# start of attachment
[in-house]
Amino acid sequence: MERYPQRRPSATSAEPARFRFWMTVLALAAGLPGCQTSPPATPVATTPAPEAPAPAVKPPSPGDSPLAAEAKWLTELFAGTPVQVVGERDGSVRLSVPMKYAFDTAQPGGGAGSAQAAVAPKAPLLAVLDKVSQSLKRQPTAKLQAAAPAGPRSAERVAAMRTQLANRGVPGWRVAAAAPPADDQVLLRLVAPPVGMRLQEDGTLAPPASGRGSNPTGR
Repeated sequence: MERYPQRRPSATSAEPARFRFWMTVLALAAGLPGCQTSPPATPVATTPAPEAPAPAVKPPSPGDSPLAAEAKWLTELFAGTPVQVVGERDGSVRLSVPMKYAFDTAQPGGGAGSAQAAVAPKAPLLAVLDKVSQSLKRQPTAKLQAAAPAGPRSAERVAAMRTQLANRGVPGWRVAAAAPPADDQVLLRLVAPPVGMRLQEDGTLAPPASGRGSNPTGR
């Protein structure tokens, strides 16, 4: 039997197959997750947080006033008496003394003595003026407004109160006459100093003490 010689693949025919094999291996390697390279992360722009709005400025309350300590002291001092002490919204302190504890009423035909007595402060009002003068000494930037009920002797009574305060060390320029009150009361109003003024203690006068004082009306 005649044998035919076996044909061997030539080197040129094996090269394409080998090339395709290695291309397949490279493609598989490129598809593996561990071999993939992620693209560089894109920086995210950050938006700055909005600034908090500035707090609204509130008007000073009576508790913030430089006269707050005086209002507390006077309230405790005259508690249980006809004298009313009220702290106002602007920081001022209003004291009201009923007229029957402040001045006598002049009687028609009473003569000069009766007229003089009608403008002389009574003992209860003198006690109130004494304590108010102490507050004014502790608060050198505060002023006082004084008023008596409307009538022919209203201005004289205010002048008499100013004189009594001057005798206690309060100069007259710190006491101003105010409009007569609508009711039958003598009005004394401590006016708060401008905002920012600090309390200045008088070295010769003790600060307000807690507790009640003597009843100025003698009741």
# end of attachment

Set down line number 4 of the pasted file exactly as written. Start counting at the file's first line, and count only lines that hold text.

């Protein structure tokens, strides 16, 4: 039997197959997750947080006033008496003394003595003026407004109160006459100093003490 010689693949025919094999291996390697390279992360722009709005400025309350300590002291001092002490919204302190504890009423035909007595402060009002003068000494930037009920002797009574305060060390320029009150009361109003003024203690006068004082009306 005649044998035919076996044909061997030539080197040129094996090269394409080998090339395709290695291309397949490279493609598989490129598809593996561990071999993939992620693209560089894109920086995210950050938006700055909005600034908090500035707090609204509130008007000073009576508790913030430089006269707050005086209002507390006077309230405790005259508690249980006809004298009313009220702290106002602007920081001022209003004291009201009923007229029957402040001045006598002049009687028609009473003569000069009766007229003089009608403008002389009574003992209860003198006690109130004494304590108010102490507050004014502790608060050198505060002023006082004084008023008596409307009538022919209203201005004289205010002048008499100013004189009594001057005798206690309060100069007259710190006491101003105010409009007569609508009711039958003598009005004394401590006016708060401008905002920012600090309390200045008088070295010769003790600060307000807690507790009640003597009843100025003698009741």